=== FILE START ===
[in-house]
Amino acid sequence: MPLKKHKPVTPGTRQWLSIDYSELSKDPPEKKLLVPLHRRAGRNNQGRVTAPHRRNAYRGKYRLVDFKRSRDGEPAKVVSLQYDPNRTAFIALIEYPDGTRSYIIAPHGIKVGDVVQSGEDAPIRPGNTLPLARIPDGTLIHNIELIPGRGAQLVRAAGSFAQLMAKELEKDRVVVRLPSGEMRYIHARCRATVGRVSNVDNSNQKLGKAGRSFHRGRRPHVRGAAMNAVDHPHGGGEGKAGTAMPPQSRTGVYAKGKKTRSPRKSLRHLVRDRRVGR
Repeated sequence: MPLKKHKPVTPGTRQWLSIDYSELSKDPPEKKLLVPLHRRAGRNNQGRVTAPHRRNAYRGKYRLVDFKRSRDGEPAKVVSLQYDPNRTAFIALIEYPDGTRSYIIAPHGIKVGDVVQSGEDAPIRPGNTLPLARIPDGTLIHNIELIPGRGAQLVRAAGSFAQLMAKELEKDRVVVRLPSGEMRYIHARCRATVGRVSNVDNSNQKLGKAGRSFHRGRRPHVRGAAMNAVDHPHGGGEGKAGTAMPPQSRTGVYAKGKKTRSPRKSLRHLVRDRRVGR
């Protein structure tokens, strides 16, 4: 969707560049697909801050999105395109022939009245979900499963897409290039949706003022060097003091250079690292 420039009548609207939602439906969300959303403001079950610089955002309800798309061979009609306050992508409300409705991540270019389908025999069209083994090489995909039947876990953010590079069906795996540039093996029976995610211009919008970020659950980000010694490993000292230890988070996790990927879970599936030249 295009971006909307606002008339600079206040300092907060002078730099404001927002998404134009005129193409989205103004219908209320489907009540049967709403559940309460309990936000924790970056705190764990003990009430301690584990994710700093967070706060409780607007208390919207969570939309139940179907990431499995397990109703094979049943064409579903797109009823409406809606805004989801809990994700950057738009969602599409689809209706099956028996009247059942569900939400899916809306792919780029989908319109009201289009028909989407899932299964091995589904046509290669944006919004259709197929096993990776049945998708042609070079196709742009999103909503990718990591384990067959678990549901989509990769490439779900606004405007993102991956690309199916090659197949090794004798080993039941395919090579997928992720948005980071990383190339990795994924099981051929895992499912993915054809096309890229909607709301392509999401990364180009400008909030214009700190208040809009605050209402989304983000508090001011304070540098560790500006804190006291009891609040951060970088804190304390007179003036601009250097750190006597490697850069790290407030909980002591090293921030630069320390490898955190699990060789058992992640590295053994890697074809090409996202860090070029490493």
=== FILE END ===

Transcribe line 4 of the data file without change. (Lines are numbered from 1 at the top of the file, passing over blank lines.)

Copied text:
């Protein structure tokens, strides 16, 4: 969707560049697909801050999105395109022939009245979900499963897409290039949706003022060097003091250079690292 420039009548609207939602439906969300959303403001079950610089955002309800798309061979009609306050992508409300409705991540270019389908025999069209083994090489995909039947876990953010590079069906795996540039093996029976995610211009919008970020659950980000010694490993000292230890988070996790990927879970599936030249 295009971006909307606002008339600079206040300092907060002078730099404001927002998404134009005129193409989205103004219908209320489907009540049967709403559940309460309990936000924790970056705190764990003990009430301690584990994710700093967070706060409780607007208390919207969570939309139940179907990431499995397990109703094979049943064409579903797109009823409406809606805004989801809990994700950057738009969602599409689809209706099956028996009247059942569900939400899916809306792919780029989908319109009201289009028909989407899932299964091995589904046509290669944006919004259709197929096993990776049945998708042609070079196709742009999103909503990718990591384990067959678990549901989509990769490439779900606004405007993102991956690309199916090659197949090794004798080993039941395919090579997928992720948005980071990383190339990795994924099981051929895992499912993915054809096309890229909607709301392509999401990364180009400008909030214009700190208040809009605050209402989304983000508090001011304070540098560790500006804190006291009891609040951060970088804190304390007179003036601009250097750190006597490697850069790290407030909980002591090293921030630069320390490898955190699990060789058992992640590295053994890697074809090409996202860090070029490493």